"The focus needs to be on removing the barriers to saving, and not just saving for retirement. The pensions problem is not going to go away, but it is not an immediate problem for most workers. If anything, fears of retirement poverty are making many see the situation seem like a lost cause. From our recent discussions with major UK organisations, it's clear the employers of choice are looking beyond traditional pensions provision to ways they can help staff save more generally and reduce debt. The message should be save for yourself rather than just your pension.

"A cap on pension charges could have some unintended consequences, potentially stifling innovation around scheme design. There's also a risk the cap could simply become the standard charge. What is important is that charges are simple, transparent and fully disclosed."

Barnett Waddingham
Malcolm McLean, consultant:

"It is good that the Commission has recognised the need to simplify pensions and with it the often arcane language that attaches itself to them. The case for good member communication about the workings of their scheme without the use of jargon or other unintelligible language and with upfront transparency about fees and charges can hardly be over-stated as we move increasingly forward into a defined contribution world - the success or otherwise of auto-enrolment/NEST may yet depend upon it.

"It would also help with incentives to save if more employers could be persuaded to offer "better than average" pension schemes to their workers. Despite all the improvements that the present Government has made to pensions in their term of office to date, little if anything has been done to support and encourage good occupational pension provision. One way to do this might be to allow extra tax concessions to private sector employers in those circumstances, financed if necessary, from the savings made from increased contributions planned in the public sector (£1.2 billion in 2012/13) - somewhat of a reversal of the existing cross-subsidies arrangements provided by the general taxpayer."

Confederation of British Industry
Neil Carberry, director for employment:
CBI director for employment Neil Carberry said: "The current plan to introduce a floor of 8% saving from next year remains the best way to ensure more people who can afford to save do so. Further increases in the minimum contribution would put employers and employees under even greater financial pressure, and may drive people away from pension saving altogether."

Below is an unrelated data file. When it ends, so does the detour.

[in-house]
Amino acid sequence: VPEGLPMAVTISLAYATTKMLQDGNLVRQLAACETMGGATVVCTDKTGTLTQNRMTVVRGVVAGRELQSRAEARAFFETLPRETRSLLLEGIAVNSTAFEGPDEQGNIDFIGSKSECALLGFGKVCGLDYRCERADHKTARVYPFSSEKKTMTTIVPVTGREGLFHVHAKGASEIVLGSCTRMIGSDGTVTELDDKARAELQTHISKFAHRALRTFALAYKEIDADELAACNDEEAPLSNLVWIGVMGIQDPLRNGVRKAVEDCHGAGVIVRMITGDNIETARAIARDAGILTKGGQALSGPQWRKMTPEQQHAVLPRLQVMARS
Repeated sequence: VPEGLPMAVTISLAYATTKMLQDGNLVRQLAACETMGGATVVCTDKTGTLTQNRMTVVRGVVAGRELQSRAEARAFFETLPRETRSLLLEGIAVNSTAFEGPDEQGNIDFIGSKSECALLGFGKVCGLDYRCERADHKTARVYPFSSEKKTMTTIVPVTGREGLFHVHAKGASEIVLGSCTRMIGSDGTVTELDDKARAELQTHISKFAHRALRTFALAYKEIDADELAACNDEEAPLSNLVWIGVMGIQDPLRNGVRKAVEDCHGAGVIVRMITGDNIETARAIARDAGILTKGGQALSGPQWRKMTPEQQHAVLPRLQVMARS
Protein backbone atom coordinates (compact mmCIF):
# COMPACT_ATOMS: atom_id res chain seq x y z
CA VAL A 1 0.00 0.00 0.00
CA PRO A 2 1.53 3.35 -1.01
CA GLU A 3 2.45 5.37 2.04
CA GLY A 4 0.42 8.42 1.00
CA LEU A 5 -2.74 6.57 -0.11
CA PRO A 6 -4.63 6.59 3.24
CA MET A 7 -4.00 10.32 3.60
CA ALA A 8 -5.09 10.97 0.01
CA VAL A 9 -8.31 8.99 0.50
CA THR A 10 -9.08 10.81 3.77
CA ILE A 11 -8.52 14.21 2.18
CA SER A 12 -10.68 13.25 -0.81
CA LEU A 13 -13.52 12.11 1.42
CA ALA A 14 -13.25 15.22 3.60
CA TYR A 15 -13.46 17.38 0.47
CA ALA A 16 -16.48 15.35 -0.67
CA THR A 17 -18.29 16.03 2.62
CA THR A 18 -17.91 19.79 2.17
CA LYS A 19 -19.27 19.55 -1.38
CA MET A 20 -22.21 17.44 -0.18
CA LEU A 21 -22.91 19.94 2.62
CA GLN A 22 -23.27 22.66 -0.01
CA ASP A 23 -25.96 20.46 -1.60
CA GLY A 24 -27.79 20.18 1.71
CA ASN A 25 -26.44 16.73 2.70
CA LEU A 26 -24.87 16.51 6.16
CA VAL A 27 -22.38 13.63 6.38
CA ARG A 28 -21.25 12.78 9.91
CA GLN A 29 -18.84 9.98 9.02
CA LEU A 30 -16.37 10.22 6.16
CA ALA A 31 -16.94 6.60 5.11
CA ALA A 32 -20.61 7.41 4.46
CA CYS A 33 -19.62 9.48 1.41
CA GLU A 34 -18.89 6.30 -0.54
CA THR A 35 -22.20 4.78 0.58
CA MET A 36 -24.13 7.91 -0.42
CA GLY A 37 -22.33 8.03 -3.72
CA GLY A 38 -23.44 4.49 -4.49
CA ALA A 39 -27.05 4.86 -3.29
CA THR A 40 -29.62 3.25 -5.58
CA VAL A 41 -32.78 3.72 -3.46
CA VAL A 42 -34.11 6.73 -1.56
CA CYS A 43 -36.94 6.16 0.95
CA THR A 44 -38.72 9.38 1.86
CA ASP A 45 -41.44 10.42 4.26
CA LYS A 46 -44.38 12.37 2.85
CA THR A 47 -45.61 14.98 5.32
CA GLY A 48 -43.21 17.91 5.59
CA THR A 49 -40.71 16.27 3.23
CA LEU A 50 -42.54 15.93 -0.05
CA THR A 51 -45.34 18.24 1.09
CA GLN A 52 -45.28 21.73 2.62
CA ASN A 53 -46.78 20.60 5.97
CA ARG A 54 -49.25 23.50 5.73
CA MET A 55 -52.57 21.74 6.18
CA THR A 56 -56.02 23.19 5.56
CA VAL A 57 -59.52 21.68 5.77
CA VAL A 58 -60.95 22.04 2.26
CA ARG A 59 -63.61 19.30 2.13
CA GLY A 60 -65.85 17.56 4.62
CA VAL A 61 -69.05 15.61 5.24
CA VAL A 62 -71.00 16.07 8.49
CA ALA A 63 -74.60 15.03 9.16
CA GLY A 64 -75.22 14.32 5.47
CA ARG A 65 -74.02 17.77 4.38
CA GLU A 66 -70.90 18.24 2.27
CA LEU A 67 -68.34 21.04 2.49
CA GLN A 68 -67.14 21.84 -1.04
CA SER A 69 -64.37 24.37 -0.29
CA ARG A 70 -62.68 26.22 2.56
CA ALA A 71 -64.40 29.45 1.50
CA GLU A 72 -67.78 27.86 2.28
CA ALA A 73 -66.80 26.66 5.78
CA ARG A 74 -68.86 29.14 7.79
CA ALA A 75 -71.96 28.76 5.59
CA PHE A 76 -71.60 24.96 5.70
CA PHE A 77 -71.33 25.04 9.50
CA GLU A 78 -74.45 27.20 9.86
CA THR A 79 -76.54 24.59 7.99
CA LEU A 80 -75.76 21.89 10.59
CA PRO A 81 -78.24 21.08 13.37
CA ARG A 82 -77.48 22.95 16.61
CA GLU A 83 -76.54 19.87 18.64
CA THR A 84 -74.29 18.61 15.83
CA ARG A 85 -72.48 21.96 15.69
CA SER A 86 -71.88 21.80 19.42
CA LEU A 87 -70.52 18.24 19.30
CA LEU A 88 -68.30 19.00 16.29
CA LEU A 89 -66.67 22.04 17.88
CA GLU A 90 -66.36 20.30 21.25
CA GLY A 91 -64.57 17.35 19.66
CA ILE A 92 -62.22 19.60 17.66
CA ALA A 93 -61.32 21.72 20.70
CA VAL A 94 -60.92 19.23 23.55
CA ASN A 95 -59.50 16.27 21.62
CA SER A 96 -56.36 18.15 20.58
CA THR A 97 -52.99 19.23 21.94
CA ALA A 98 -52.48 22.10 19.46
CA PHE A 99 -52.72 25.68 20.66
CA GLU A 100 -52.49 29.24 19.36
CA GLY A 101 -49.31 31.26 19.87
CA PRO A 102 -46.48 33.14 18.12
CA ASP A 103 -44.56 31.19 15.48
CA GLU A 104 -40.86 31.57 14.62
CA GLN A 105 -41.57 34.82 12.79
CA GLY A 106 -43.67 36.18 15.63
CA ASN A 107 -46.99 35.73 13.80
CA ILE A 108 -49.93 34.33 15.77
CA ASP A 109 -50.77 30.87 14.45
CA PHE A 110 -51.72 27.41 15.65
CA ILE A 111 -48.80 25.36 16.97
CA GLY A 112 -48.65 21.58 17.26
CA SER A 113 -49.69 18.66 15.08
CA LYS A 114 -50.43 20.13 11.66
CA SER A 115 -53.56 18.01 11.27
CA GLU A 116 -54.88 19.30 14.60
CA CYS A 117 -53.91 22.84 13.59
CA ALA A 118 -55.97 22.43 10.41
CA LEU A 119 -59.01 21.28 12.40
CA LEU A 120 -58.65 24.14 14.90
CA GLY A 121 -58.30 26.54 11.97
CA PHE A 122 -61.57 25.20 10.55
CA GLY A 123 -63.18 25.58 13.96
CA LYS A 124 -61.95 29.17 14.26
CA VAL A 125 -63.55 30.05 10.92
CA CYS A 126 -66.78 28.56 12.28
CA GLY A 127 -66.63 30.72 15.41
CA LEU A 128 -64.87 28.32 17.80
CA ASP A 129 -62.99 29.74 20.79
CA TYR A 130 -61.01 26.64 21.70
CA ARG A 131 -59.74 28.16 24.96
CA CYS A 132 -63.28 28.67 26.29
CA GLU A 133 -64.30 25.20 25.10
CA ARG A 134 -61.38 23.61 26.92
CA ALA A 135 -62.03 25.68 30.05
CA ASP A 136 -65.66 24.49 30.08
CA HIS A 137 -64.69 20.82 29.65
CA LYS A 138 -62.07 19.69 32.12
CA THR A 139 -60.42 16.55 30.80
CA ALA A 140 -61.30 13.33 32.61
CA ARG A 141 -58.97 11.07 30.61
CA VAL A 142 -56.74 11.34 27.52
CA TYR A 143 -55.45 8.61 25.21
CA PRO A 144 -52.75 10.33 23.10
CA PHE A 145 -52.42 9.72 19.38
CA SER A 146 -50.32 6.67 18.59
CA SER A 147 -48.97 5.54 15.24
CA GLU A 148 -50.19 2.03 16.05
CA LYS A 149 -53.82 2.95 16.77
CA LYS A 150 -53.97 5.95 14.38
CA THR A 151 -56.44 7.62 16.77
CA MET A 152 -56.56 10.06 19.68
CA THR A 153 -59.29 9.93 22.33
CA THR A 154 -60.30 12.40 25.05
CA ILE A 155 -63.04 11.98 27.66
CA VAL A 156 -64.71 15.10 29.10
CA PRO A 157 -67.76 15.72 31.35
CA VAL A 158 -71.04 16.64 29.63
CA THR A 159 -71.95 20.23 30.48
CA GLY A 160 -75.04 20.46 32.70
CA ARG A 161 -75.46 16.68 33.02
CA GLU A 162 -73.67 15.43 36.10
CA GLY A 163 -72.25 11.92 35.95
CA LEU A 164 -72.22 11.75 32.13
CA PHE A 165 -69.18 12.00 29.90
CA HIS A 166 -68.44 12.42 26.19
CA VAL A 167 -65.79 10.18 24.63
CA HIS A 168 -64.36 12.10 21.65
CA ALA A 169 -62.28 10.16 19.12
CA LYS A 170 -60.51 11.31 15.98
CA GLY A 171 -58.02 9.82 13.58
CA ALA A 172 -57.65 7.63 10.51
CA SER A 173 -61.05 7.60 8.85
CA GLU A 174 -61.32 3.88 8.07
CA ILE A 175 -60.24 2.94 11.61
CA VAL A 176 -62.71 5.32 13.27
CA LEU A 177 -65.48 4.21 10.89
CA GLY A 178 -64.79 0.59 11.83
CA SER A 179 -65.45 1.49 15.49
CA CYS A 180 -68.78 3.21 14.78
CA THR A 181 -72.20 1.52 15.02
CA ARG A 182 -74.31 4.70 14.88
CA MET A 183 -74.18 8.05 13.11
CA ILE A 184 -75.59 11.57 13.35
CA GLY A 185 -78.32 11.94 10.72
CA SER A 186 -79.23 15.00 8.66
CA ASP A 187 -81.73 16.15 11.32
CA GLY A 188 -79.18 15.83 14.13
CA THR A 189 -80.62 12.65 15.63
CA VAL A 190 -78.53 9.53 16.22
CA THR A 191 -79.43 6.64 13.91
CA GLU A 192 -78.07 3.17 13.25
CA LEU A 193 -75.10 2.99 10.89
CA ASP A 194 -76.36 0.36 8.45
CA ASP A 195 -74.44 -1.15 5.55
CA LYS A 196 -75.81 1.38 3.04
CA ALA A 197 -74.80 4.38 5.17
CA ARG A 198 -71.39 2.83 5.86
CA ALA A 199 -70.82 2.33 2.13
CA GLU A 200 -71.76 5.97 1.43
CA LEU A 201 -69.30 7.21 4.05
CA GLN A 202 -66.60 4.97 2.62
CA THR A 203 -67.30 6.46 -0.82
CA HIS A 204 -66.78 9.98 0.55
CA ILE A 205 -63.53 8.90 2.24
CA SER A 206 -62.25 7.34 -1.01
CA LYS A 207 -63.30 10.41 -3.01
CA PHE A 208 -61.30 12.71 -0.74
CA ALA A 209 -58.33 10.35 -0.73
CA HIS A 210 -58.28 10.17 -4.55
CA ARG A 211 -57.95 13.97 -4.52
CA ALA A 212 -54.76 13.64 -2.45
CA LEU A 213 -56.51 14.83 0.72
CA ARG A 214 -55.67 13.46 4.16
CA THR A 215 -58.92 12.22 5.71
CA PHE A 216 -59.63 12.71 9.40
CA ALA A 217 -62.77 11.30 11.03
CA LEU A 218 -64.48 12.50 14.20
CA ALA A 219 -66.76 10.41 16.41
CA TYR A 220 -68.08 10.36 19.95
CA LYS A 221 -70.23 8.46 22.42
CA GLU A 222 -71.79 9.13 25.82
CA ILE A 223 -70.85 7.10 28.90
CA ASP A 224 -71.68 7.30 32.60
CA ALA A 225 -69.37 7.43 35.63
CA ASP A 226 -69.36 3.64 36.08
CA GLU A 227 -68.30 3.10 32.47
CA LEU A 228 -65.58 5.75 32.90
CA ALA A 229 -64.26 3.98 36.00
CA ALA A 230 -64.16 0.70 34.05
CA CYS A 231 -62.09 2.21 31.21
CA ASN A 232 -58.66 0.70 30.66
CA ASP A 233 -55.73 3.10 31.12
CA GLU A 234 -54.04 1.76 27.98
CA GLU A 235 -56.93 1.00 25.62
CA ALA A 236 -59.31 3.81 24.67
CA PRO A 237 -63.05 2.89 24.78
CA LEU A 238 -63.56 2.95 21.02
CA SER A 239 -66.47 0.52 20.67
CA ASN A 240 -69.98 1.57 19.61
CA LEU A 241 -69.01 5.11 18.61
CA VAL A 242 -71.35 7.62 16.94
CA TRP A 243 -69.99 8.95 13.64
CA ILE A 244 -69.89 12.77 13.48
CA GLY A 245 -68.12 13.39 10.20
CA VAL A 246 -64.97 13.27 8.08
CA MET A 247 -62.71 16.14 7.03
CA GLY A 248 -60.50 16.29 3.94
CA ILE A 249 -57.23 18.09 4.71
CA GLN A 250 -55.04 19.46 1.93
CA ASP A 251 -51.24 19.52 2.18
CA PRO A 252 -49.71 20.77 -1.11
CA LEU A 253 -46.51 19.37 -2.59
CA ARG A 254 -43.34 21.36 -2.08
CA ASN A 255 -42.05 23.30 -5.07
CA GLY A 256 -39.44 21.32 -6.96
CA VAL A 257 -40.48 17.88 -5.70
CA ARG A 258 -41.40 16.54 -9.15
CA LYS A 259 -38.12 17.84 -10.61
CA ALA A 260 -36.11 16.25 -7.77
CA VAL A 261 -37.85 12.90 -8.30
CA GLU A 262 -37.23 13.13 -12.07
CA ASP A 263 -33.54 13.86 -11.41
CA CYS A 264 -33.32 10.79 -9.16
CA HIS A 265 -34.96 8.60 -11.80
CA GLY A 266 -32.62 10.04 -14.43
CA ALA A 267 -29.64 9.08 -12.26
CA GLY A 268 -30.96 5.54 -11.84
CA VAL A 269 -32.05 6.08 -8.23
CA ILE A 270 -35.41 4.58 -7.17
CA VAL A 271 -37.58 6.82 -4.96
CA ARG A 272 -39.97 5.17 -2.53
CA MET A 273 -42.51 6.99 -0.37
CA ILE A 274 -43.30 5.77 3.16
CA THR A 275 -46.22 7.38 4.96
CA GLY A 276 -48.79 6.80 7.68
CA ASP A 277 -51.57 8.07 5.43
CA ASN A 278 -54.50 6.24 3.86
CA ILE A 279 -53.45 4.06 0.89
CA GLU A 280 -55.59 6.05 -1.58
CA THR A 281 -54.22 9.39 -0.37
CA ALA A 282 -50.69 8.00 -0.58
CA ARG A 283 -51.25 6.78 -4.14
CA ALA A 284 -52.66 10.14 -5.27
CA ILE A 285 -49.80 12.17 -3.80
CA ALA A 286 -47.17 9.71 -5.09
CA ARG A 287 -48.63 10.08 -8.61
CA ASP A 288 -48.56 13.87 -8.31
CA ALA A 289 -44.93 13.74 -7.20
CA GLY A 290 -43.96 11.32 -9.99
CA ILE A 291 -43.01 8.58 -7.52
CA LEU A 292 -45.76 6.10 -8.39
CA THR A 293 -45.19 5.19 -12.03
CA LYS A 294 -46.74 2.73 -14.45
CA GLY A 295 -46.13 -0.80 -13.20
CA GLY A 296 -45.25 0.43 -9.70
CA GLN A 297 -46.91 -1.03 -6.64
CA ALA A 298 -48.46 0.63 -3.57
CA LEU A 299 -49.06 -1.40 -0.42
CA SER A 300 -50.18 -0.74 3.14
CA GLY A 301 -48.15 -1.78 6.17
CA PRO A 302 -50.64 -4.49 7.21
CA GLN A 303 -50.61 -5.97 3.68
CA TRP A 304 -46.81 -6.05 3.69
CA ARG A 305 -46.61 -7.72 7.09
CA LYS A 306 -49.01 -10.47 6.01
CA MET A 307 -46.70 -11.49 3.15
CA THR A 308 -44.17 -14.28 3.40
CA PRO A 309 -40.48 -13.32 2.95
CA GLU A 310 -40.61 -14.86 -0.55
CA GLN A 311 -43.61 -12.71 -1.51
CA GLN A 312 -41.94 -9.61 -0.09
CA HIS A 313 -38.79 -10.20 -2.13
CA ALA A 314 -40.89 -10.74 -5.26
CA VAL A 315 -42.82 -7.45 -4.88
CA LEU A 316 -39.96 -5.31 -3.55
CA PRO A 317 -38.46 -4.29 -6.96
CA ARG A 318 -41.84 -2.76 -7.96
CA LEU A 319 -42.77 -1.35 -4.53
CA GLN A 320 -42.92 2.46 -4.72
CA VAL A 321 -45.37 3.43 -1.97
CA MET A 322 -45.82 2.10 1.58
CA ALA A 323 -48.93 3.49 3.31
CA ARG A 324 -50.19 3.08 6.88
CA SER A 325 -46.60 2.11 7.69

Association of British Insurers
Maggie Craig, director of life and savings:
"Saving into a DC pension scheme remains the best way to save for the vast majority of people. Employer contributions and tax relief add to the value of the pension pot. Most providers offer charges of less than 1%. This covers the advice and investment expertise needed to make sure people get a decent return on their savings."

"The issues it raises should not be dismissed but are already on the agenda and being actively addressed. The shift to the new pensions world is already underway and it's time to look forward rather than back."


David Craig, author of Pillaged:

"Lord McFall scratches the surface. The problem with the modern pension industry is that the industry wins regardless whether results are poor or not. It makes enough money to fund pensions to the same level or better than our parents, but it has found ways of diverting that money away into their profits. The workable solution is to create performance related pay where no more than 20 per cent of gains may be charged."


SAGA
Dr Ros Altmann, director-general:

"(Lord McFall) suggests charge caps to ensure lower costs, but that was tried with stakeholder pensions and failed miserably. He suggests people should have an annuities marketplace to get the best price, but annuity problems are about more than just price. He talks about the inadequacy of the current 8% contribution rate proposed for automatic enrolment - but just pushing up that rate will not work if people opt out.

"A major reason that people are not saving in a pension is that pensions have an 'image' problem. There have been so many scandals and disappointments with pensions that people have lost trust in them... Times have changed and the pension system needs a radical image overhaul.

"Lord McFall is right that larger pension schemes should help lower costs overall, but the reality is that charges and risks will remain. Trust has been undermined by too many scandals and savings levels are falling as workers struggle with the costs of everyday living. To make private pensions fit for purpose, we firstly need to radically overhaul state pensions and get rid of mass means-testing and then we need to radically overhaul private pensions, to ensure that they fit with people's lives. Simpler savings products, more flexibility, lower charges and higher contributions would all make an enormous difference. Coupled with radical annuity reform and more exciting products (such as a large lottery prize) we may finally start to rebuild confidence in long-term saving which has been so damaged in the past decade."